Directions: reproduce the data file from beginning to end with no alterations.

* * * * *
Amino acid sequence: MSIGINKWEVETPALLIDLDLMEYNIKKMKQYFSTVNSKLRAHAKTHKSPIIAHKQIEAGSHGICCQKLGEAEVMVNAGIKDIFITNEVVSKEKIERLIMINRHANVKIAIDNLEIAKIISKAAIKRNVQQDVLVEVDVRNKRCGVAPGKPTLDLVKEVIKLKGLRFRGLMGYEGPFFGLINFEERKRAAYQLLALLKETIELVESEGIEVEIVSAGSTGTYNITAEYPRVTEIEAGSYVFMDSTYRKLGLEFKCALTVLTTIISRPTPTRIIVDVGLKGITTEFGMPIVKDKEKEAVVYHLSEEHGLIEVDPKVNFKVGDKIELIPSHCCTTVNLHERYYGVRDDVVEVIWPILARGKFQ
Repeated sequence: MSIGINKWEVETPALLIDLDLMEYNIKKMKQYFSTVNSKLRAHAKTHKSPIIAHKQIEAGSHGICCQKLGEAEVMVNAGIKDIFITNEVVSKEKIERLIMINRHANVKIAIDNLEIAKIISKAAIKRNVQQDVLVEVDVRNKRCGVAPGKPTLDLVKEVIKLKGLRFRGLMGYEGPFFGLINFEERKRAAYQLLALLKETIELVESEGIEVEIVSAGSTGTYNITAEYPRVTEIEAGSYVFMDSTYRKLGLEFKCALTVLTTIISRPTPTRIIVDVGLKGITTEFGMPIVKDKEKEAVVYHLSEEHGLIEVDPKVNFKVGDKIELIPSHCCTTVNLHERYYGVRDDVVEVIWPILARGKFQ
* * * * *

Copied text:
Amino acid sequence: MSIGINKWEVETPALLIDLDLMEYNIKKMKQYFSTVNSKLRAHAKTHKSPIIAHKQIEAGSHGICCQKLGEAEVMVNAGIKDIFITNEVVSKEKIERLIMINRHANVKIAIDNLEIAKIISKAAIKRNVQQDVLVEVDVRNKRCGVAPGKPTLDLVKEVIKLKGLRFRGLMGYEGPFFGLINFEERKRAAYQLLALLKETIELVESEGIEVEIVSAGSTGTYNITAEYPRVTEIEAGSYVFMDSTYRKLGLEFKCALTVLTTIISRPTPTRIIVDVGLKGITTEFGMPIVKDKEKEAVVYHLSEEHGLIEVDPKVNFKVGDKIELIPSHCCTTVNLHERYYGVRDDVVEVIWPILARGKFQ
Repeated sequence: MSIGINKWEVETPALLIDLDLMEYNIKKMKQYFSTVNSKLRAHAKTHKSPIIAHKQIEAGSHGICCQKLGEAEVMVNAGIKDIFITNEVVSKEKIERLIMINRHANVKIAIDNLEIAKIISKAAIKRNVQQDVLVEVDVRNKRCGVAPGKPTLDLVKEVIKLKGLRFRGLMGYEGPFFGLINFEERKRAAYQLLALLKETIELVESEGIEVEIVSAGSTGTYNITAEYPRVTEIEAGSYVFMDSTYRKLGLEFKCALTVLTTIISRPTPTRIIVDVGLKGITTEFGMPIVKDKEKEAVVYHLSEEHGLIEVDPKVNFKVGDKIELIPSHCCTTVNLHERYYGVRDDVVEVIWPILARGKFQ